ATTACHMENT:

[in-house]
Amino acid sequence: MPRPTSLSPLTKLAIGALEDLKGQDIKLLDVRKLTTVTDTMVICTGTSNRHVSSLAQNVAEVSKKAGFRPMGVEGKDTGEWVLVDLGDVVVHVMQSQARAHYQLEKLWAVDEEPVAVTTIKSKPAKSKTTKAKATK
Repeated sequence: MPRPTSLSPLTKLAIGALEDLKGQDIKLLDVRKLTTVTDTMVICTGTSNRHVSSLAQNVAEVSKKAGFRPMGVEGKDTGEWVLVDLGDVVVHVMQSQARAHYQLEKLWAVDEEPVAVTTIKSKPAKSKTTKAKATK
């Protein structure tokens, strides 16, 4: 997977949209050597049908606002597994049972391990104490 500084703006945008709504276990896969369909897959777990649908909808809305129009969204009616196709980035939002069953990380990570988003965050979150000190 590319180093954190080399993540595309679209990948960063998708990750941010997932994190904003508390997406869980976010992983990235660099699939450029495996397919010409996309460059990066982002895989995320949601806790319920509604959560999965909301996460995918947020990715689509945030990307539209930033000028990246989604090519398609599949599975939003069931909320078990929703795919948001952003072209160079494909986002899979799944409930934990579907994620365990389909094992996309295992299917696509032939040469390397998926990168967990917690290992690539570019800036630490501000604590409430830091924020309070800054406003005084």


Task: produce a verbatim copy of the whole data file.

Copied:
[in-house]
Amino acid sequence: MPRPTSLSPLTKLAIGALEDLKGQDIKLLDVRKLTTVTDTMVICTGTSNRHVSSLAQNVAEVSKKAGFRPMGVEGKDTGEWVLVDLGDVVVHVMQSQARAHYQLEKLWAVDEEPVAVTTIKSKPAKSKTTKAKATK
Repeated sequence: MPRPTSLSPLTKLAIGALEDLKGQDIKLLDVRKLTTVTDTMVICTGTSNRHVSSLAQNVAEVSKKAGFRPMGVEGKDTGEWVLVDLGDVVVHVMQSQARAHYQLEKLWAVDEEPVAVTTIKSKPAKSKTTKAKATK
């Protein structure tokens, strides 16, 4: 997977949209050597049908606002597994049972391990104490 500084703006945008709504276990896969369909897959777990649908909808809305129009969204009616196709980035939002069953990380990570988003965050979150000190 590319180093954190080399993540595309679209990948960063998708990750941010997932994190904003508390997406869980976010992983990235660099699939450029495996397919010409996309460059990066982002895989995320949601806790319920509604959560999965909301996460995918947020990715689509945030990307539209930033000028990246989604090519398609599949599975939003069931909320078990929703795919948001952003072209160079494909986002899979799944409930934990579907994620365990389909094992996309295992299917696509032939040469390397998926990168967990917690290992690539570019800036630490501000604590409430830091924020309070800054406003005084």